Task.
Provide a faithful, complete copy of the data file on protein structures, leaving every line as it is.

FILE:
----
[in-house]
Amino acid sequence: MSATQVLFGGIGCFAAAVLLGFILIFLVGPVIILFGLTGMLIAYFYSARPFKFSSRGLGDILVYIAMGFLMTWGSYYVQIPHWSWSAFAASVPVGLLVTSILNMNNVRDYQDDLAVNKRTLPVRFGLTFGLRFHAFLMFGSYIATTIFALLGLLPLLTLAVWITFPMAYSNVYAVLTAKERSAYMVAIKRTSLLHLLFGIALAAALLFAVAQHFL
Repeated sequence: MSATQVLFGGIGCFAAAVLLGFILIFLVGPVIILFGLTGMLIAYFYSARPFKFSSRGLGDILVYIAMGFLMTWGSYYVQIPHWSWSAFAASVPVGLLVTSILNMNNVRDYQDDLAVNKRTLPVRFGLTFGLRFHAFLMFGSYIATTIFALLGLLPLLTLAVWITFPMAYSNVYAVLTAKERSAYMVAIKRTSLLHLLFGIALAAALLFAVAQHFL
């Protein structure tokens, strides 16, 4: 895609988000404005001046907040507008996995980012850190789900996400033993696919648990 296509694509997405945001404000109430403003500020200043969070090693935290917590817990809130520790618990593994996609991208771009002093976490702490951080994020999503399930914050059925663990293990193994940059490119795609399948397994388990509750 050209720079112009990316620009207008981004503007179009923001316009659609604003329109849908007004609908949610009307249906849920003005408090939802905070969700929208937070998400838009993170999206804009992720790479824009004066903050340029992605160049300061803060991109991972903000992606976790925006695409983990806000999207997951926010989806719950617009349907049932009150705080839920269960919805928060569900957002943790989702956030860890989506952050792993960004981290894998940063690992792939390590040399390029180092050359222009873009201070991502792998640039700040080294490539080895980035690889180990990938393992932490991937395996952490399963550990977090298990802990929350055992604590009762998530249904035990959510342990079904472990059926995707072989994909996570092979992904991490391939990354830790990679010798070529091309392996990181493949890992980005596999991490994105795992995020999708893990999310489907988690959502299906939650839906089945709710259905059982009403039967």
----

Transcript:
[in-house]
Amino acid sequence: MSATQVLFGGIGCFAAAVLLGFILIFLVGPVIILFGLTGMLIAYFYSARPFKFSSRGLGDILVYIAMGFLMTWGSYYVQIPHWSWSAFAASVPVGLLVTSILNMNNVRDYQDDLAVNKRTLPVRFGLTFGLRFHAFLMFGSYIATTIFALLGLLPLLTLAVWITFPMAYSNVYAVLTAKERSAYMVAIKRTSLLHLLFGIALAAALLFAVAQHFL
Repeated sequence: MSATQVLFGGIGCFAAAVLLGFILIFLVGPVIILFGLTGMLIAYFYSARPFKFSSRGLGDILVYIAMGFLMTWGSYYVQIPHWSWSAFAASVPVGLLVTSILNMNNVRDYQDDLAVNKRTLPVRFGLTFGLRFHAFLMFGSYIATTIFALLGLLPLLTLAVWITFPMAYSNVYAVLTAKERSAYMVAIKRTSLLHLLFGIALAAALLFAVAQHFL
């Protein structure tokens, strides 16, 4: 895609988000404005001046907040507008996995980012850190789900996400033993696919648990 296509694509997405945001404000109430403003500020200043969070090693935290917590817990809130520790618990593994996609991208771009002093976490702490951080994020999503399930914050059925663990293990193994940059490119795609399948397994388990509750 050209720079112009990316620009207008981004503007179009923001316009659609604003329109849908007004609908949610009307249906849920003005408090939802905070969700929208937070998400838009993170999206804009992720790479824009004066903050340029992605160049300061803060991109991972903000992606976790925006695409983990806000999207997951926010989806719950617009349907049932009150705080839920269960919805928060569900957002943790989702956030860890989506952050792993960004981290894998940063690992792939390590040399390029180092050359222009873009201070991502792998640039700040080294490539080895980035690889180990990938393992932490991937395996952490399963550990977090298990802990929350055992604590009762998530249904035990959510342990079904472990059926995707072989994909996570092979992904991490391939990354830790990679010798070529091309392996990181493949890992980005596999991490994105795992995020999708893990999310489907988690959502299906939650839906089945709710259905059982009403039967």